Although the Abyssinian is reputed to be descended from the ancient Egyptian cat, this is not documented. Many of the hieroglyphic depictions, statues, and other representations are of cats with a similar body, head, and presence. There are documented cats in England during the 1860s as having been brought back from Africa after the wars. The British left Abyssinia in May, 1868. There is also a cat in a taxidermy museum in Leiden, Holland that was identified as being brought in from India in 1834. Some genetic studies have indicated the Abyssinian must be a descendant of the Asian wild cats.
The Abyssinian is a medium-sized shorthair in type. Males range from 9-12 pounds and females from 5-7.
Abys have a long, muscular body and long legs with dainty feet, a triangular head with wide-set eyes of green or gold. Ears should be well set and large, always pointed and erect.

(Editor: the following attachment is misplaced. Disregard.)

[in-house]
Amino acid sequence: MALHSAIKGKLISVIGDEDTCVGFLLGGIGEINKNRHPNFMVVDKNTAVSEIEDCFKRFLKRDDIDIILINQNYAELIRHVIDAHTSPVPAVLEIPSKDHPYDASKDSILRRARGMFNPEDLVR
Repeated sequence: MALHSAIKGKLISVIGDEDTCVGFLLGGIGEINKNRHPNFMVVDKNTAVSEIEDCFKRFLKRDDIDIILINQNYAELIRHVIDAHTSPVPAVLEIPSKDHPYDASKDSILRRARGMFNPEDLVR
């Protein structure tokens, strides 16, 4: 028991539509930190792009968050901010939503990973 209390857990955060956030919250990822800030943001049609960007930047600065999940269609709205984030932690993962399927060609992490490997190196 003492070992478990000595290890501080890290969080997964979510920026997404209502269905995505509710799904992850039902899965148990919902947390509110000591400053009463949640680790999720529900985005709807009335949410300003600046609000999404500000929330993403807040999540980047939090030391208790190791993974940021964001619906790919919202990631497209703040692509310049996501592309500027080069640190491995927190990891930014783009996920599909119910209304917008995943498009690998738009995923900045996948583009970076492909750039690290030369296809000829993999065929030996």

Abys come in ruddy, red, blue, fawn, and silver. The aby coat is unique with many bands of color on each of the guard (topcoat) hairs and a vibrant color underneath those ticked hairs. They can have a creamy white chin and throat, but no white is allowed elsewhere. The eyes appear to be accented by eyeliner. Paw pads and nose color are dependent on the coat color.
Abys are gentle and affectionate, with soft voices (though they will scream for food or attention). They are very active, agile cats who need space to run, jump and climb. They are very intelligent, trainable and loyal.
Abyssinians can suffer from chronic gingivitis, and from a rare disorder known as renal amyloidosis.
ACFA, CCA, CFF, TICA, though not all may accept all colors.